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Pressley Cove
Black Mountain Trail

Pressley Cove

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Pressley Cove trail is a steep trail, gaining almost 900 feet in elevation over the course of just over one mile.  It winds through a beautiful cove of laurel, hemlock, and beech trees.

TopoClick on topo for larger view

This trail's southern end is accessible from Forest Service Road 477, a gravel road that turns off US276, a short distance north of the Ranger Station north of Brevard, NC. 

Despite Pressley Cove Trail's beginning being clearly labeled with a trail sign, I drove past it twice before I found it.  It is immediately after the 3rd bridge on FS477. There is a pull off on the left side of the road for a couple vehicles; Pressley Cove trail begins on the right side of the road.

The trail initially parallels the road, giving the hiker a false sense of an upcoming easy, level hike!  Within a hundred feet or so however, the trail makes a sharp turn to the right and begins an almost steady climb to its northern terminus onto an old logging road.   In its 1.1 mile length, this trail gains just over 900 feet in elevation.

Along the entire route, one is treated to gorgeous views of the cove, and as you get higher, ridges off to the west.

Initially, the trail climbs through thick patches of laurel trees:

Laurel Cove

From here, the landscape opens up into wide open areas with hemlock and beech trees.  The stream which the trail follows the entire way is at times almost even with the trail, and at other times, down steeply from the trail.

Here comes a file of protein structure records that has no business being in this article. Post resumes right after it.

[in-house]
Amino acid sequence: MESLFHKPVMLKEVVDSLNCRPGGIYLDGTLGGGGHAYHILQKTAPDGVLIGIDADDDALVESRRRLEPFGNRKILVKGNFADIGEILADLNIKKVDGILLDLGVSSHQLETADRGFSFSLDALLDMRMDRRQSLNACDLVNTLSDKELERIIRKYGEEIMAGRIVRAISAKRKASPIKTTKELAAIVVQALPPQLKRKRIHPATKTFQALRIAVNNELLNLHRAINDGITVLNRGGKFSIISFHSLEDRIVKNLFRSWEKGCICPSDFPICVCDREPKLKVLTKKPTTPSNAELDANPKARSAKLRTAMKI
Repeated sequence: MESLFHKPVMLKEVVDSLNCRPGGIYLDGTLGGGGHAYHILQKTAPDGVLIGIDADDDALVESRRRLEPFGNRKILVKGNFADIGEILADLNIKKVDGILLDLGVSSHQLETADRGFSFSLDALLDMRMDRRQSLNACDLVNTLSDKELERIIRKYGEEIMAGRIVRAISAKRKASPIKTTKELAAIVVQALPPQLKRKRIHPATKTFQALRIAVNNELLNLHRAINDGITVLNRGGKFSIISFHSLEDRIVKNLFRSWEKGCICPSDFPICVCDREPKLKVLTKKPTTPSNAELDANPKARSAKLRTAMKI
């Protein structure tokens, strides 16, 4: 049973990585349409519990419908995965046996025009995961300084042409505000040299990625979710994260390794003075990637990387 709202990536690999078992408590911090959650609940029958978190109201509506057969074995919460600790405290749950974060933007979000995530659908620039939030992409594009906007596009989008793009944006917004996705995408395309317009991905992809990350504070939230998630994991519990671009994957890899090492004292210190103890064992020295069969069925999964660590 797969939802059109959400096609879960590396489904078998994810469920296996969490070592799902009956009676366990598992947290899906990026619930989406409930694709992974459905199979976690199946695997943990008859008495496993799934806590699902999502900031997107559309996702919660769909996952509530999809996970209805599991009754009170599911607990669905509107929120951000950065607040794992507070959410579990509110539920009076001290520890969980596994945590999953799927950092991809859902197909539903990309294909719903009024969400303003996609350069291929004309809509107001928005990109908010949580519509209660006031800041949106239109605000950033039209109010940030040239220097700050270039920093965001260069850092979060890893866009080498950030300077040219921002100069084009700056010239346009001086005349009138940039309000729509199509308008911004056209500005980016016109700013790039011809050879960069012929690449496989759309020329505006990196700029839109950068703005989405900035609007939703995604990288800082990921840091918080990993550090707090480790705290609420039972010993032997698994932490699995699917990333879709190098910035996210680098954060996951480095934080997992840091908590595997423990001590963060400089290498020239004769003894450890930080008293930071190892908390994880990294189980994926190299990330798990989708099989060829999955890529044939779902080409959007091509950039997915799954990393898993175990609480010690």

The trail's northern terminus is onto an old logging road that can be accessed from FS477 a short distance (half a mile or so) up the road from where Pressley Cove trail begins.  This logging road also goes north to Buckhorn Gap.

On the day I did this hike, my goal was to find the place on Black Mountain Trail where the Turkey Pen Gap Trail intersects (Turkey Pen Gap is a 5.5 mile trail follows a ridgeline that extends east from Black Mountain Trail to the Turkey Pen trail head).

So at the top of Pressley Cove Trail, I turned right onto the logging road, and in a very short distance came to Pressley Gap, where one picks up Black Mountain Trail.

Pressley Gap

Black Mountain Trail is labeled with a white blaze, but no trail sign.  A few steps begin what will be a steady uphill climb from Pressley Gap.

Black Mountain Trail

The trail surface is very rocky and uneven, and can make for difficult walking.   This trail is also open to mountain bikers and must be a particular challenge for them!

After 3/4 mile or so, one can see the ridge line to the east that Turkey Pen Gap Trail follows:

Turkey Pen Gap Trail Ridgeline

The images below are what a lot of the trail between Pressley Gap and the turn-off for Turkey Pen Gap Trail looks like (this hike was done in early November):

Black Mountain Trail
Black Mountain Trail

I thought this mass of root growth was fascinating!  Click on the image to see it full size!!

Root Jumble

One mile from Pressley Gap, you come to the western terminus of Turkey Pen Trail. This trail runs 5.7 miles east, ending at Turkey Pen Trailhead.

Turkey Pen Trail and Black Mountain Trail Intersection

Elevation-wise, one has climbed another 1050 feet in elevation from the top of Pressley Cove trail, and 1975 feet elevation gain from FS477. A great, one day, car-shuttle type of hike can be done by heading east along this trail to Turkey Pen Trailhead. See my post about this hike here.

For this hiking day (given the short amount of daylight that one has in November), I turned around, and went back the way I came.   Going downhill on Black Mountain Trail was quite tenuous, given all the loose, rolling rocks that were hiding under all the fallen leaves.  However, given how steep Pressley Gap trail was, I was expecting that to be even more difficult walking, but it was a breeze to descend, and I was back at the car in no time.

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